Moving mind portrait of
You are currently working on a new collider, can you give some insights to the dimensions of such a huge project?
Around 500 people have been working on the design of Electron Positron Linear Colliders for more than 20 years. Now we have the technical design, a document which is at least thousand pages long with all the technical details that we need to build the collider. The baseline design calls for a machine which is approximately 30 kilometers long. The cost of course is large, approximately 10 Billion USD. The team would be roughly 1000 people working for approximately 10 years full time dedicated to realize the collider. I am not counting the previous 20 years and once it turns on you would need a team of several hundred people who would be dedicated to maintaining, operating and updating it for a period of 20 or 30 years.
I will be quite lucky to see this machine turn on before I retire – officially – in 2029. I have to accept that it may never happen. We very much hope that it will and I cerntainly hope that I will live to see it. Of course there is a chance that I will not. But if you do not try, you won’t get it, right?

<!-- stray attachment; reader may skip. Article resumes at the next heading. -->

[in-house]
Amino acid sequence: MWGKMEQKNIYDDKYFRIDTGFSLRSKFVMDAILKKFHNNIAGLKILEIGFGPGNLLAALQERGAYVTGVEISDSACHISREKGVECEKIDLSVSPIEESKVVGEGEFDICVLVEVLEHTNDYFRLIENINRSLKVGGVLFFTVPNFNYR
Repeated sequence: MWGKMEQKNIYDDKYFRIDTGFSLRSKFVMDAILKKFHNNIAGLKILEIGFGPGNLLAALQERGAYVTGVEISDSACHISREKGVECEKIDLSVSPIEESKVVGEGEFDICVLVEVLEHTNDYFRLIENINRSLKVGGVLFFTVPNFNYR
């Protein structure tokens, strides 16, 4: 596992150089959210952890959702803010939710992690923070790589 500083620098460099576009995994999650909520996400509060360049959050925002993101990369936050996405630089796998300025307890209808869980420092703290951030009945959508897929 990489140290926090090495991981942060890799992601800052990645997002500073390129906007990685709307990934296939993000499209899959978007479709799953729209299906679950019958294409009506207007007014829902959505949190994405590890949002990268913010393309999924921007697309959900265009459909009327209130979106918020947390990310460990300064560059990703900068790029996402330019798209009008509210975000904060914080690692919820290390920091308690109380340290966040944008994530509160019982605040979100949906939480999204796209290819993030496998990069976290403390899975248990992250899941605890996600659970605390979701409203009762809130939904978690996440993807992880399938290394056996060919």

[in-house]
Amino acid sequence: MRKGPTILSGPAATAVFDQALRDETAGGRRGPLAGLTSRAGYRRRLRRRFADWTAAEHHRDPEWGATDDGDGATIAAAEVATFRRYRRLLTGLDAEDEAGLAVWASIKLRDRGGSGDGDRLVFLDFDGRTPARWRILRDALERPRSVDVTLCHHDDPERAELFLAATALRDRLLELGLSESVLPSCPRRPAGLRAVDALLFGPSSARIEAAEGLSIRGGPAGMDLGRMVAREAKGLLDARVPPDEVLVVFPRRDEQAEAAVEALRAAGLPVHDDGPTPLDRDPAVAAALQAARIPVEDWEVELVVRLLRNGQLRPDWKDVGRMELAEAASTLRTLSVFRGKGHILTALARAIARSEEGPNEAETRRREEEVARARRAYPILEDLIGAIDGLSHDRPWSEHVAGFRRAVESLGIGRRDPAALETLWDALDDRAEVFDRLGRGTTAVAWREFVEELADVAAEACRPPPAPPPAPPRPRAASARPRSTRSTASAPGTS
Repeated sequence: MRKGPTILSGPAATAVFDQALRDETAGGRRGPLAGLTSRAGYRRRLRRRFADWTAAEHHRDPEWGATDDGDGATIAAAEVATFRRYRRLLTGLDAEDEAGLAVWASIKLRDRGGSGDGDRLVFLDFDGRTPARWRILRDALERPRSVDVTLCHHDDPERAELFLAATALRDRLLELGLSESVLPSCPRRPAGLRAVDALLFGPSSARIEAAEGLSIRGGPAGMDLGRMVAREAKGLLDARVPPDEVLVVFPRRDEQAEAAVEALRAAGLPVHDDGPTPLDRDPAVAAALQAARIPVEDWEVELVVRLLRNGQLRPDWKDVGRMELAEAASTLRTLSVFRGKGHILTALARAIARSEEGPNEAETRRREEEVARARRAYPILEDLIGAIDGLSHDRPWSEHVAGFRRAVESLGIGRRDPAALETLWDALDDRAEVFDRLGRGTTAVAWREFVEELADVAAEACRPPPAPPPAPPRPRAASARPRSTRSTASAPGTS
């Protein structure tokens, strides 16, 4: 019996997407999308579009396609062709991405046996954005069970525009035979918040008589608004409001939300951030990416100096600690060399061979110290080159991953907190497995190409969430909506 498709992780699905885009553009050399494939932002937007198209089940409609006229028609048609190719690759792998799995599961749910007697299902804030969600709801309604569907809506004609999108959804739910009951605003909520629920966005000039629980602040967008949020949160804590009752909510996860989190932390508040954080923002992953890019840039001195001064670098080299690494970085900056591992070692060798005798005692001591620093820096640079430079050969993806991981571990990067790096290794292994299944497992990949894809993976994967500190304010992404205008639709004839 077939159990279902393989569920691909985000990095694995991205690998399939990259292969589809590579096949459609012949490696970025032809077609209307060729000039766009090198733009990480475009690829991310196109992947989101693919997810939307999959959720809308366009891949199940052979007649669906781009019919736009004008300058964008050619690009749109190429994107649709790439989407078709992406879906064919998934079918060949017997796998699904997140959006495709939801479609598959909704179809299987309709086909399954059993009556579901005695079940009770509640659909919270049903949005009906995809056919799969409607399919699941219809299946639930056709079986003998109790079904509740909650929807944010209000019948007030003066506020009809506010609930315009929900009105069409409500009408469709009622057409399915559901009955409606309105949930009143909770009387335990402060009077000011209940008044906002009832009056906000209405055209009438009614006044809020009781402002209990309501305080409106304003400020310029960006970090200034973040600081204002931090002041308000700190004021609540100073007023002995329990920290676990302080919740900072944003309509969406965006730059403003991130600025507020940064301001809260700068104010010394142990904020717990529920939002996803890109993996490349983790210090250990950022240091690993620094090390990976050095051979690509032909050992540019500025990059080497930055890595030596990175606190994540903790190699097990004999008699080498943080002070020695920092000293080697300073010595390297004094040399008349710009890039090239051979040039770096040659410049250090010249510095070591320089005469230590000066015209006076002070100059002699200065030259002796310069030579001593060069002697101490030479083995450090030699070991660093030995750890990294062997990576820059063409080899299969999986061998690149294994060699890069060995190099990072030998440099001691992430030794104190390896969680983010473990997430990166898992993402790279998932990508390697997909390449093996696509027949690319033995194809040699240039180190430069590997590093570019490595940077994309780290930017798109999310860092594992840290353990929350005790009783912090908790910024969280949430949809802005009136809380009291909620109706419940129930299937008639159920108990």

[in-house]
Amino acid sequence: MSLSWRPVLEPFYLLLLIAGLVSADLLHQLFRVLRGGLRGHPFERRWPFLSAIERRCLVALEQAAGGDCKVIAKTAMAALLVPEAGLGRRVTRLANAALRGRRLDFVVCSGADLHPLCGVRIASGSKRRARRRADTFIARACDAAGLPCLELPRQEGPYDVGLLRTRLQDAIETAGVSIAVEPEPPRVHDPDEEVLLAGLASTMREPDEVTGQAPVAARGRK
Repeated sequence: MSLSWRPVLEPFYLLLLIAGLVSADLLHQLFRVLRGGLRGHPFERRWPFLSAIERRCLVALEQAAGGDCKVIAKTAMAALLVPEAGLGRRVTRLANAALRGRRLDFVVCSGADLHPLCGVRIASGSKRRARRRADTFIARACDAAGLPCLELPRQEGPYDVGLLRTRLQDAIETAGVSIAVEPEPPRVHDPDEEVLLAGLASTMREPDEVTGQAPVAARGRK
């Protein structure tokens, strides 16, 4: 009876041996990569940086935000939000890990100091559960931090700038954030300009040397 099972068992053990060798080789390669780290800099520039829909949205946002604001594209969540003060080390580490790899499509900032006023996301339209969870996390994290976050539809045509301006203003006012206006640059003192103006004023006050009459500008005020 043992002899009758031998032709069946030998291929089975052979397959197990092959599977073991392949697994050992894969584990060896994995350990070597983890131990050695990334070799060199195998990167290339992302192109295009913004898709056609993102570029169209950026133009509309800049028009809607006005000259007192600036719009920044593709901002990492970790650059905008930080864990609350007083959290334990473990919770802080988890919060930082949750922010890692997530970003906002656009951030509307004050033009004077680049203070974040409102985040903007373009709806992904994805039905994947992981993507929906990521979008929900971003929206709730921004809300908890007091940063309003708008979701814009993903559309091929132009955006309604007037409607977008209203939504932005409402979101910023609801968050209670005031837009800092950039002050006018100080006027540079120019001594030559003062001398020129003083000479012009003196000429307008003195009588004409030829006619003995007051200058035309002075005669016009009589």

What do you expect to discover with the ILC?
The liniar collider would be a phantastic machine for producing dark matter in very clean experimental conditions. The other main purpose would be to produce copious quantities of the Higgs Boson, something like 20.000 Higgs Bosons a year, every one of which we could study and analyze. So this is the ideal place to pick apart the Higgs Boson. And of course we’re hoping to see evidence for new physics processes, maybe supersymmetric particles. The linear collider would be a beautiful place to produce pairs of top and antitop quarks, which would be another very important aspect of our physics programme.
What fascinates you concerning CERN?
CERN is an absolutely amazing place. It has got roughly 2500 staff members and at least 10.000 perhaps 15.000 users like me. I’m not sure if there is any other organisation which brings together people from so many different nationalities, countries and backgrounds and has them working together on a truly common purpose. What is unique at CERN is that we manage to be competitive but we also manage to be collaborative. We know that we have to collaborate and bring our resources together otherwise we are not be able to do anything at all.
© Bree Corn, http://www.passionate-about.com